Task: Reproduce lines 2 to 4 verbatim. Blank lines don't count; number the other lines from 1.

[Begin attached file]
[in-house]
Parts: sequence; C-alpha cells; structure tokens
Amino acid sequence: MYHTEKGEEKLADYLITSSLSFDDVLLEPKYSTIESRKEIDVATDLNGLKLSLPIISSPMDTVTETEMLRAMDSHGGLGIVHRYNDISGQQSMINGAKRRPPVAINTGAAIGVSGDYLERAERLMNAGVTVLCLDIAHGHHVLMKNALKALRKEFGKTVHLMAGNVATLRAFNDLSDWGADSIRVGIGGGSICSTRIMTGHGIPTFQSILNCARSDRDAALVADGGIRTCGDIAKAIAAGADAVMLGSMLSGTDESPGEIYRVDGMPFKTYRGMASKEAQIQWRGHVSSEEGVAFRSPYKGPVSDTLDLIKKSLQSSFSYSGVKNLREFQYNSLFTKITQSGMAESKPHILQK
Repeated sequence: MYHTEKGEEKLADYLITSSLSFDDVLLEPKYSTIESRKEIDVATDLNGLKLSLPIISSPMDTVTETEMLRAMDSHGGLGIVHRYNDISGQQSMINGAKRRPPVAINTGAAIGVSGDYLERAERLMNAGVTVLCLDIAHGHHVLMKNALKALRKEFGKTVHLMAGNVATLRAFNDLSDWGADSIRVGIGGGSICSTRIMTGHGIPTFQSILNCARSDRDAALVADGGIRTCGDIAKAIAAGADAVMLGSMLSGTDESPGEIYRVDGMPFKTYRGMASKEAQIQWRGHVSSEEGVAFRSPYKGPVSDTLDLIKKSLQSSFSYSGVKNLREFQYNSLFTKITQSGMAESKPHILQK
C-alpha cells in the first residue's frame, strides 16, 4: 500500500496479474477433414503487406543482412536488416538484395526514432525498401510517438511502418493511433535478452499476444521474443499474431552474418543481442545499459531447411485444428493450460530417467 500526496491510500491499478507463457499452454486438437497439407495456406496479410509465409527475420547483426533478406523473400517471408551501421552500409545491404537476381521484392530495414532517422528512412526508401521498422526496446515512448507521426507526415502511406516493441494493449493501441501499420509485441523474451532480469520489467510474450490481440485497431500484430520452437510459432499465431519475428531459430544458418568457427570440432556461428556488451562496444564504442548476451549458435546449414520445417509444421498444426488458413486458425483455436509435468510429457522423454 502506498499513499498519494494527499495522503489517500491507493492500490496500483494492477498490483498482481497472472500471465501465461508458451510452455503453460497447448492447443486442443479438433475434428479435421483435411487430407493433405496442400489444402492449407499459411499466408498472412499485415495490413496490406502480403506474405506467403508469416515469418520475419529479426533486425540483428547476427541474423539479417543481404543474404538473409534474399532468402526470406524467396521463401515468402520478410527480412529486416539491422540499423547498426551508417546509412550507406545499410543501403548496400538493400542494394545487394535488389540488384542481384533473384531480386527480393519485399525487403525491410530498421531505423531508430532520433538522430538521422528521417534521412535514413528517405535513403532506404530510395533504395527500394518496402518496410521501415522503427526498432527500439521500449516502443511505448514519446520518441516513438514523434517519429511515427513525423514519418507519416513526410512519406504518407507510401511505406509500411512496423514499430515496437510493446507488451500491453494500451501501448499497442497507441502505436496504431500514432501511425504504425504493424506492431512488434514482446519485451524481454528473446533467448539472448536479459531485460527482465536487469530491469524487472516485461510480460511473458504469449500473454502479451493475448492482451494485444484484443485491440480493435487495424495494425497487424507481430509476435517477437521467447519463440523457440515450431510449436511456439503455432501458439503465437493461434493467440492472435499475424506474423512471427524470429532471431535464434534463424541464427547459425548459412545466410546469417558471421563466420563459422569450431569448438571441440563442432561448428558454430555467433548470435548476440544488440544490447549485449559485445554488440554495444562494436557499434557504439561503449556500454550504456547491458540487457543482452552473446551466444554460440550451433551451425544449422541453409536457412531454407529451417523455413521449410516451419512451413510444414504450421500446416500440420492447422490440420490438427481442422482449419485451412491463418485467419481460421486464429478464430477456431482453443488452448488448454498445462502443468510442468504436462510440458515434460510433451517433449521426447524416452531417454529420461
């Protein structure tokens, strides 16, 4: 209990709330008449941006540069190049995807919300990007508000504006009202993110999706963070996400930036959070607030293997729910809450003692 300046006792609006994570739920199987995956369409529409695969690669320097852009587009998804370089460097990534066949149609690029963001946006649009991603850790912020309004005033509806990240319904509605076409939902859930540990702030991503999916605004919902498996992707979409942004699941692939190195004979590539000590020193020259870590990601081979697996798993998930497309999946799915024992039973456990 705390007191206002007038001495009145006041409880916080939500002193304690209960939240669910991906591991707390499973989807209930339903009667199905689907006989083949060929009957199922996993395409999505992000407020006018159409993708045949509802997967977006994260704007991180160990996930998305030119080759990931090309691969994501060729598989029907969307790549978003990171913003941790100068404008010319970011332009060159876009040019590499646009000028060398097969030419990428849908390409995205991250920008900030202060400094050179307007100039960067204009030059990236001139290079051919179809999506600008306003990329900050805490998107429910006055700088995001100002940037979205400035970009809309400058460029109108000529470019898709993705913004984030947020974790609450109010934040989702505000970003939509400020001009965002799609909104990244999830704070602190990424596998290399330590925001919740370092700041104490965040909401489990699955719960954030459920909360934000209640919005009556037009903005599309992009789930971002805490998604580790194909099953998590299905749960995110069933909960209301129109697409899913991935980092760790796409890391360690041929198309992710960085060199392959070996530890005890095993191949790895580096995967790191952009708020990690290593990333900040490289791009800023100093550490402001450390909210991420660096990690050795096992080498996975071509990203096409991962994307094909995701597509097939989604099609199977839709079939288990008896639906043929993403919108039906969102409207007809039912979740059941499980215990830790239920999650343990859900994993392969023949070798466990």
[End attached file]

Parts: sequence; C-alpha cells; structure tokens
Amino acid sequence: MYHTEKGEEKLADYLITSSLSFDDVLLEPKYSTIESRKEIDVATDLNGLKLSLPIISSPMDTVTETEMLRAMDSHGGLGIVHRYNDISGQQSMINGAKRRPPVAINTGAAIGVSGDYLERAERLMNAGVTVLCLDIAHGHHVLMKNALKALRKEFGKTVHLMAGNVATLRAFNDLSDWGADSIRVGIGGGSICSTRIMTGHGIPTFQSILNCARSDRDAALVADGGIRTCGDIAKAIAAGADAVMLGSMLSGTDESPGEIYRVDGMPFKTYRGMASKEAQIQWRGHVSSEEGVAFRSPYKGPVSDTLDLIKKSLQSSFSYSGVKNLREFQYNSLFTKITQSGMAESKPHILQK
Repeated sequence: MYHTEKGEEKLADYLITSSLSFDDVLLEPKYSTIESRKEIDVATDLNGLKLSLPIISSPMDTVTETEMLRAMDSHGGLGIVHRYNDISGQQSMINGAKRRPPVAINTGAAIGVSGDYLERAERLMNAGVTVLCLDIAHGHHVLMKNALKALRKEFGKTVHLMAGNVATLRAFNDLSDWGADSIRVGIGGGSICSTRIMTGHGIPTFQSILNCARSDRDAALVADGGIRTCGDIAKAIAAGADAVMLGSMLSGTDESPGEIYRVDGMPFKTYRGMASKEAQIQWRGHVSSEEGVAFRSPYKGPVSDTLDLIKKSLQSSFSYSGVKNLREFQYNSLFTKITQSGMAESKPHILQK